Best Defense: Tennessee 1.43
Only two teams topped 300 yards against the Tennessee defense all season (including non-conference opponents). Georgia had 458 and Alabama gained 366 yards against the Vols. In their other six SEC games, their opponents averaged 220 yards per game.

Worst Defense: Kentucky -1.58
The Wildcats came out of their soft non-conference schedule looking like an elite defense, allowing 227 yards per game to the likes of Louisville, Norfolk State, Middle Tennessee State, and Western Kentucky. SEC play was a rude awakening as every conference opponent, even the offensively challenged Bulldogs of Mississippi State gained at least 304 yards against the Wildcats.

Hardest Schedule (based on cumulative SDPI of opponents): LSU 3.65
The Tigers had a bad draw from the SEC East, facing Florida, Georgia, and South Carolina. All told, they faced the top four teams in the conference (Florida, Alabama, Ole Miss, and Georgia) and five of the top six, while avoiding the worst team (Kentucky).

Easiest Schedule (based on cumulative SDPI of opponents): Alabama -3.35
The Crimson Tide didn't have a fantastic draw out of the SEC East, as they faced Georgia and Tennessee, but they did avoid Florida (until the title game) and faced Kentucky. Of the bottom six teams in the SEC last season, the Tide faced five of them. Of course, it helps that four played in the SEC West.

Entire Schedule Strength (hardest to easiest)
LSU 3.65
Kentucky 2.20
Auburn 0.59
Arkansas 0.40
Vanderbilt 0.28
South Carolina 0.18
Georgia 0.04
Tennessee -0.22
Ole Miss -0.33
Mississippi State -1.54
Florida -1.90
Alabama -3.35

Looking ahead to next season, the prohibitive favorite should be...

East: Florida
No surprise here. The Gators were the best team in the SEC last season, with their lone loss coming by a single point to Ole Miss. With quarterback Tim Tebow back for his senior season, and a defense that returns every significant contributor, the Gators are primed for a repeat. Of course, it won't be a cakewalk with the offensive line down three starters, speedster Percy Harvin gone to the NFL, and leading receiver Louis Murphy having exhausted his eligibility. But its hard to envision anyone besides Florida winning the East. Georgia will be without their leading passer, rusher, and receiver from 2008. Tennessee, while likely much improved still has issues at quarterback and must travel to Gainesville to face the Gators. And the other three teams (South Carolina, Kentucky, and Vanderbilt) in the division have yet to win it.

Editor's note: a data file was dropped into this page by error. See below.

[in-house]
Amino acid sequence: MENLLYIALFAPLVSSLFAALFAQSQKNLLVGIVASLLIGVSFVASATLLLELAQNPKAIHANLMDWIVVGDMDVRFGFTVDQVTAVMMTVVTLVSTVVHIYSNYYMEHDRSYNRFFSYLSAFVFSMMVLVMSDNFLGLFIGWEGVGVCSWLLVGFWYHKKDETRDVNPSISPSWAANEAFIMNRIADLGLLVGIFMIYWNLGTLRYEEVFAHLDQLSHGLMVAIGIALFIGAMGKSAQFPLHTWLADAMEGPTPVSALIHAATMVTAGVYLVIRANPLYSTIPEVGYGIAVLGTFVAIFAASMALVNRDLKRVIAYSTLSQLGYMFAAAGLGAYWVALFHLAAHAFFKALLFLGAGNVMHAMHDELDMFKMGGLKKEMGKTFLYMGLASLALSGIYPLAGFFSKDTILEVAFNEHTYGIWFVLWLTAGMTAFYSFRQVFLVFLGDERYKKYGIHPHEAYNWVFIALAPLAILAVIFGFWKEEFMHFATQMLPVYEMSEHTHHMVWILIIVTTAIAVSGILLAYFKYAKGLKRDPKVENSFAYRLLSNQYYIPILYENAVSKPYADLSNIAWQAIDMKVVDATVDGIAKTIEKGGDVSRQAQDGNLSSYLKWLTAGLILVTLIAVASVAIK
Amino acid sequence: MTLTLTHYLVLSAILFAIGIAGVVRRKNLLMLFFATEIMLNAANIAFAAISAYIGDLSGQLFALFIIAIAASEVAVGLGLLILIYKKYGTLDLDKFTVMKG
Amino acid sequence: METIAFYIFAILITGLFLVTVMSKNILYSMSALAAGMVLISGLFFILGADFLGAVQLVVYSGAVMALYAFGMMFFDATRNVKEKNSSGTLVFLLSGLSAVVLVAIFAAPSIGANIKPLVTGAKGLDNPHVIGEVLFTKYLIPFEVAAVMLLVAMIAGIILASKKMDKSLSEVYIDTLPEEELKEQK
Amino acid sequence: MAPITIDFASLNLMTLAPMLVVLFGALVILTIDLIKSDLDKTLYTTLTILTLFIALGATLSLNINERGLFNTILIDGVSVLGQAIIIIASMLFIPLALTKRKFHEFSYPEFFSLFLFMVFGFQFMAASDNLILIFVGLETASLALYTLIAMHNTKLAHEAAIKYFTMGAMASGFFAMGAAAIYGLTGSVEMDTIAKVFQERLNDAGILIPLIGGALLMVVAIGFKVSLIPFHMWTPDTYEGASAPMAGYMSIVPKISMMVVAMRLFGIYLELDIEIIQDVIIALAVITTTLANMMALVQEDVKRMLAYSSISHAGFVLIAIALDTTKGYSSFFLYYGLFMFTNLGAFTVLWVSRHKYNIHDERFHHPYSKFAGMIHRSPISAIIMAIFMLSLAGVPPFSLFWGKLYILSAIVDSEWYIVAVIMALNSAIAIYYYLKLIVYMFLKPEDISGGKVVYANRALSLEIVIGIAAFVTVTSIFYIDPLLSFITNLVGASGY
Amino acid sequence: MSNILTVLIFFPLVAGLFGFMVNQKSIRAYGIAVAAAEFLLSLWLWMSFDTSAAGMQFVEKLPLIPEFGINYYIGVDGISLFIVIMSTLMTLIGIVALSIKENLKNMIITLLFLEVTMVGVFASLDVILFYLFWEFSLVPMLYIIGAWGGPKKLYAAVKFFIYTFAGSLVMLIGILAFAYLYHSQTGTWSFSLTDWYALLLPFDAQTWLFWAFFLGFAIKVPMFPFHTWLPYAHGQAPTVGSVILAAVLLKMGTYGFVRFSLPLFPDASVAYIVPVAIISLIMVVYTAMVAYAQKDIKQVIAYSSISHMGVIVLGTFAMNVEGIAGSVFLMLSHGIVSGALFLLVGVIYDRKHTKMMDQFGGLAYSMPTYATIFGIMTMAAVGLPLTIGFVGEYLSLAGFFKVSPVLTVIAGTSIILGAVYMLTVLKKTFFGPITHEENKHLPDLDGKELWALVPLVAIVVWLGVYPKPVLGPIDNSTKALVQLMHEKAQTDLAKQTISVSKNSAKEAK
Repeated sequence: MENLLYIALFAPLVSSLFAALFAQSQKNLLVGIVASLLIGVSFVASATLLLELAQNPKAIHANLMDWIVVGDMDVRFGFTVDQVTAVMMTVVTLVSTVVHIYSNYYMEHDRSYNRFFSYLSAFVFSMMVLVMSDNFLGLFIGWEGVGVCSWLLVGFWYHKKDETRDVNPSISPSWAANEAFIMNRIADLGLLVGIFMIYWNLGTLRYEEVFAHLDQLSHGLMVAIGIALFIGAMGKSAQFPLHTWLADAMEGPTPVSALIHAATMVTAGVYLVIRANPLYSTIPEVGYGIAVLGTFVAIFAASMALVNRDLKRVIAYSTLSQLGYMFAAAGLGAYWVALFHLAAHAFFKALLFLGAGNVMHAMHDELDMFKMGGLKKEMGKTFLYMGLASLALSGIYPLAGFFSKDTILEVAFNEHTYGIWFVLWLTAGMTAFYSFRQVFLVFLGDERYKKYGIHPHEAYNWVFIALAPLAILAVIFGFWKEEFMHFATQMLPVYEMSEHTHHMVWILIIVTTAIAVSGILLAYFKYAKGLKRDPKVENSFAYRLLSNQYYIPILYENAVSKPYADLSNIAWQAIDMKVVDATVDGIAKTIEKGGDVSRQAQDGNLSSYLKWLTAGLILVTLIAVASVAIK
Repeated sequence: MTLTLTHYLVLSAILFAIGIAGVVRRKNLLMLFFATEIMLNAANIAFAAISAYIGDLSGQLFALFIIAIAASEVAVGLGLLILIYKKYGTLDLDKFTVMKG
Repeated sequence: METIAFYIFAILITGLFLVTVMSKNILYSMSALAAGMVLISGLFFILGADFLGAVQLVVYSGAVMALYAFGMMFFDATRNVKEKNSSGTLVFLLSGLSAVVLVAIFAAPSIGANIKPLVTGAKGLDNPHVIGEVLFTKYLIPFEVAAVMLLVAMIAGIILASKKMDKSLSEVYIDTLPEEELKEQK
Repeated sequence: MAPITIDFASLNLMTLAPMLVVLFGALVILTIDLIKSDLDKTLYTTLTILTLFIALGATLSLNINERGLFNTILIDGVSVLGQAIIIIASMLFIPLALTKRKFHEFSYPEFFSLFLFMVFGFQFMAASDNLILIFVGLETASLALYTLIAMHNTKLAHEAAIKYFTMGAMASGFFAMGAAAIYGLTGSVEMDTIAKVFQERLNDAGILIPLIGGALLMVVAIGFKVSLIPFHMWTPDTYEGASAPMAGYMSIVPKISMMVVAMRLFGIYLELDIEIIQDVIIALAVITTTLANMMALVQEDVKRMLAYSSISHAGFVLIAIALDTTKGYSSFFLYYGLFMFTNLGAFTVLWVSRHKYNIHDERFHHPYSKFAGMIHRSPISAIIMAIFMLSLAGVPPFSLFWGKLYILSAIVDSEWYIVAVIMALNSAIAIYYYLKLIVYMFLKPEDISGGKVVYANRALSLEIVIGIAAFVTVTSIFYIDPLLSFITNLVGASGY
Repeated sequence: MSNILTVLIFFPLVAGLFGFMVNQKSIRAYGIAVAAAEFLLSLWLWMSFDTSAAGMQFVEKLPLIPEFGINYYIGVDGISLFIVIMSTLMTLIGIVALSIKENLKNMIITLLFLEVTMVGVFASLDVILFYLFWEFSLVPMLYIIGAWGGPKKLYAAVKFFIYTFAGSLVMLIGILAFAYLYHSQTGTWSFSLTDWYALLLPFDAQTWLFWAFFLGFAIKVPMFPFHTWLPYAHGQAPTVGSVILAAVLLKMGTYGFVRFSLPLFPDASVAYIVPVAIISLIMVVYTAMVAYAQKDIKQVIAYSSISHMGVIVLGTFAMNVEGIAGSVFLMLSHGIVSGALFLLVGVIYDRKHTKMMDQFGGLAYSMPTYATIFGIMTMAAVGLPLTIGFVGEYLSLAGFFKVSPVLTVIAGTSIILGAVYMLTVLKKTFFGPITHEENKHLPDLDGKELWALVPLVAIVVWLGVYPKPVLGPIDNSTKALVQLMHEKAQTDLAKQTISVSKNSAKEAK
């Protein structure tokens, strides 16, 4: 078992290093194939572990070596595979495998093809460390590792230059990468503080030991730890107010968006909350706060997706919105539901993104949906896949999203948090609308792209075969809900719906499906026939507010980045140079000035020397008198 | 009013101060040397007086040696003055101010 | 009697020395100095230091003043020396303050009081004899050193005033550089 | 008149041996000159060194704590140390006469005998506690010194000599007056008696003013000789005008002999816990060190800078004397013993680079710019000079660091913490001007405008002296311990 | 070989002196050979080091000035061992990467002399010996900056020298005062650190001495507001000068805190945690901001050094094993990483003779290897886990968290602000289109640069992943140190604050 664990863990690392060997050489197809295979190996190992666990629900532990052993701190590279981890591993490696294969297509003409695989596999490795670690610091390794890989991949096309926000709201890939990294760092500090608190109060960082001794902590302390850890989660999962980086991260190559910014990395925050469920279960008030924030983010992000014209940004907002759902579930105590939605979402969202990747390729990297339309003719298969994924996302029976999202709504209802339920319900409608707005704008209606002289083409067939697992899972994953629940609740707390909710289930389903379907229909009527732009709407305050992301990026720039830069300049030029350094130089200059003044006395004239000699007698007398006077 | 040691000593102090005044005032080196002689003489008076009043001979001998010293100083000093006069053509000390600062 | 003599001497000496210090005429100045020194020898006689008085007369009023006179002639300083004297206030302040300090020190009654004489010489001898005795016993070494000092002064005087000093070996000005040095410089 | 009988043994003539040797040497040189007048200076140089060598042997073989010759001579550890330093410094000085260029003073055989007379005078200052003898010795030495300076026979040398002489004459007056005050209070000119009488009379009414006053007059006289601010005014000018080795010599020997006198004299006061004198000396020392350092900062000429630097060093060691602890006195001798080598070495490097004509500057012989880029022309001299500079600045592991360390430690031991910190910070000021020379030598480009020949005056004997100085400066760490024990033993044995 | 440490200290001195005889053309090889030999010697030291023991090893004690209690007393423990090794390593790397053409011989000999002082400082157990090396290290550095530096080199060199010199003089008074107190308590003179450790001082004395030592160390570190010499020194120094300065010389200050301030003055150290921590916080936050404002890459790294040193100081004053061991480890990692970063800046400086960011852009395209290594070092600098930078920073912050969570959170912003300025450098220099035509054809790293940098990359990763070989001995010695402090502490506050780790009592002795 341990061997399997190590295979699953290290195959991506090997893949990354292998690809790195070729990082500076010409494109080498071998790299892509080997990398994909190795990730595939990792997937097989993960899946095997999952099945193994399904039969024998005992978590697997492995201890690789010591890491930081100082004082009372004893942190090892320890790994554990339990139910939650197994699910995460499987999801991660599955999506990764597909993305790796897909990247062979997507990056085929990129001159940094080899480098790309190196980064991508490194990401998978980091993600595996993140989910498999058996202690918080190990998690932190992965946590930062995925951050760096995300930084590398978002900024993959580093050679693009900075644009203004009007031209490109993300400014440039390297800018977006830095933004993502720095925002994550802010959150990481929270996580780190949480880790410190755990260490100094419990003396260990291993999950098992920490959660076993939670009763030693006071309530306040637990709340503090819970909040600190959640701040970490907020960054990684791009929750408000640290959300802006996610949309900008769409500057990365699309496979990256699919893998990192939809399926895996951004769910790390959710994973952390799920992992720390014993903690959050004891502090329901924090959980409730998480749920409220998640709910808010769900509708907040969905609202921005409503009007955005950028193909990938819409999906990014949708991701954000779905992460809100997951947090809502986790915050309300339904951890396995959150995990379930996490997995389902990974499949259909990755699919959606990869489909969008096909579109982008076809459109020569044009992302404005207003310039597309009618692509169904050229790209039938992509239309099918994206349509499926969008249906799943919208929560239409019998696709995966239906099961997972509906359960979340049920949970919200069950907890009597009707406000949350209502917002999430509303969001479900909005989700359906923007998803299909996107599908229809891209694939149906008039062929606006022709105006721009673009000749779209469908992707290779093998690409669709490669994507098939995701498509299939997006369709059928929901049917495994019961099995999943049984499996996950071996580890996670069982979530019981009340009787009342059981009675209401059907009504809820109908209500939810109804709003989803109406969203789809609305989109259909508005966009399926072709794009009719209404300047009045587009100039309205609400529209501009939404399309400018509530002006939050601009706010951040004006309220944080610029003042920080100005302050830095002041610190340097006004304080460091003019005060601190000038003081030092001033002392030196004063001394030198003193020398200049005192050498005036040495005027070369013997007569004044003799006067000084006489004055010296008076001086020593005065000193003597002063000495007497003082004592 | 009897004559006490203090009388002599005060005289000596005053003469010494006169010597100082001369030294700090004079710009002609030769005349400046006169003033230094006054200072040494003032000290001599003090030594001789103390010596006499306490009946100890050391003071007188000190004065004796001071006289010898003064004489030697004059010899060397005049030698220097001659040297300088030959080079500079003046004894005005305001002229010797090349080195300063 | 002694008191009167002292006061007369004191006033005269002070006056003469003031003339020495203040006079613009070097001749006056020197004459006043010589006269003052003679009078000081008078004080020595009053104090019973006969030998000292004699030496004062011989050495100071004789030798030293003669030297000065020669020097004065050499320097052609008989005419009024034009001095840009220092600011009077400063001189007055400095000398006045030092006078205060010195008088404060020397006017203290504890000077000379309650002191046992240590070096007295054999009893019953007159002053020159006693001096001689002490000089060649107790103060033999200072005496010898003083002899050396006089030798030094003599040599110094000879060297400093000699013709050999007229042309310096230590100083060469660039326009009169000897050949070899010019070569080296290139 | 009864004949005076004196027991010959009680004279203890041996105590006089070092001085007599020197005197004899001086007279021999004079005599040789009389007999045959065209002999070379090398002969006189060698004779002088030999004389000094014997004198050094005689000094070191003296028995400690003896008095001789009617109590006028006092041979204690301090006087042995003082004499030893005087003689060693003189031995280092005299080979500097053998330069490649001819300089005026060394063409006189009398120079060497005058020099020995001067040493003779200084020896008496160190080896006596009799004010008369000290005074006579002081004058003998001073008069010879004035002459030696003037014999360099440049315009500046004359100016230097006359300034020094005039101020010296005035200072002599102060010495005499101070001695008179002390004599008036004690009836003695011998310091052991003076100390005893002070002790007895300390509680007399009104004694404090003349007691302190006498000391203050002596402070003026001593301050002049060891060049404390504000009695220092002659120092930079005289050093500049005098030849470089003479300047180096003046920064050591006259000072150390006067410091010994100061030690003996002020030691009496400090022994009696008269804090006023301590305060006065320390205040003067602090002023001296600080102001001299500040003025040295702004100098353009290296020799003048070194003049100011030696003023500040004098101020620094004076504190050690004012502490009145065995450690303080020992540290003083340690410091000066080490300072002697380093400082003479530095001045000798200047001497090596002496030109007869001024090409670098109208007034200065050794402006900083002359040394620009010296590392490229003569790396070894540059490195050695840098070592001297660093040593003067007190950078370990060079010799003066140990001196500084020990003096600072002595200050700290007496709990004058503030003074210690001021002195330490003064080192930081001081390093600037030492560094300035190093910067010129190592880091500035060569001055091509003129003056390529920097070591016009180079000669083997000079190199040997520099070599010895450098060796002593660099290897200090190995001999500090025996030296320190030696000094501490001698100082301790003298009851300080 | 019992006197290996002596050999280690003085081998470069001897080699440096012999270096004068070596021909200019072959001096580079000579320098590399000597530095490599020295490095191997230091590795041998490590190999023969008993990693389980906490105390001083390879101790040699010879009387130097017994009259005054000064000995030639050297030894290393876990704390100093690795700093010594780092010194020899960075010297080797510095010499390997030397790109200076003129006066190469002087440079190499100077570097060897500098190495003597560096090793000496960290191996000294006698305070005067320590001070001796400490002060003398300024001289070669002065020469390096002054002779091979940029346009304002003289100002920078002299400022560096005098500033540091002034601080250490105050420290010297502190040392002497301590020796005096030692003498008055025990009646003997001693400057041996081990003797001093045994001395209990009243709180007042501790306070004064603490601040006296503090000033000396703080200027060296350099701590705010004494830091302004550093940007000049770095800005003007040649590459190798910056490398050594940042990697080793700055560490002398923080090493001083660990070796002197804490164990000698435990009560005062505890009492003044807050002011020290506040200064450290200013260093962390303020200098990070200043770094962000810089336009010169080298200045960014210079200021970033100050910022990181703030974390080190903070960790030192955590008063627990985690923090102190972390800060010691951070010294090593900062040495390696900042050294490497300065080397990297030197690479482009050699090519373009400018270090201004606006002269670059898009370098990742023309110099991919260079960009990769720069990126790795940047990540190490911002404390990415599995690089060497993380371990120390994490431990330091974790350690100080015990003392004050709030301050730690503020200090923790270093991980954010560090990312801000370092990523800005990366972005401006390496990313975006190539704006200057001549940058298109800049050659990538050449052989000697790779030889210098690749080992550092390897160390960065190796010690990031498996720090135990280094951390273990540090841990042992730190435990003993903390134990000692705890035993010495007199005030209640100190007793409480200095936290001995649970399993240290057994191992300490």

West: Ole Miss
Expect the Ole Miss Rebels to get a lot of press this summer to potentially bag their first ever SEC West championship. Now there is a very real chance that could happen, but let's not forget about a little something called The Plexiglas Principle. This phenomena, uncovered by noted baseball analyst Bill James, holds that teams that improve a great deal one season, tend to decline the next. If you just started watching football in 2008, you can be forgiven for believing that Ole Miss is some football power that consistently produces great teams. Quite the contrary. The Rebels were winless in the SEC in 2007, and statistically were the worst team in the conference as well. They managed to win five conference games in 2008, and according to SDPI were the third best team in the conference. A lot had to change for Ole Miss to go from the outhouse to the penthouse. The offense improved dramatically because a competent quarterback (Texas transfer Jevan Snead) emerged. The table below lists the Rebels team pass efficiency and national rank in each of the past five seasons. Not only did the Rebels go from awful to pretty good, Jevan Snead threw as many touchdowns in 2008 (26) as the Rebels threw as a team in 2006 and 2007. If Snead can improve his accuracy (completed 56.3% of his passes last season), he could be a Heisman contender in 2010. Joining Snead to key the Rebel attack in 2009 is jack of all tradester Dexter McCluster (a poor man's Percy Harvin), who had over 600 yards rushing and receiving in 2008. Let's just hope Houston Nutt doesn't call anymore pass plays for him. McCluster was zero for five throwing the football with two interceptions for a laughable quarterback rating of -80. The Rebels also improved substantially on the other side of the ball, going from the second worst defense in the conference to the fourth best. This is where Ole Miss may experience some growing pains. Four of the top five tacklers from last year's team are gone so the defense may slip a little. Ah, but the schedule makers have done the Rebels a very big favor. There is no Florida or Georgia from the East, and the road schedule is as light as you could ask for in the SEC. The Rebels must travel to South Carolina, Vanderbilt, Auburn, and Mississippi State. Alabama, LSU, Arkansas, and Tennessee must all come to Oxford. If the Rebs are going to win their first division crown, this is the year to do it.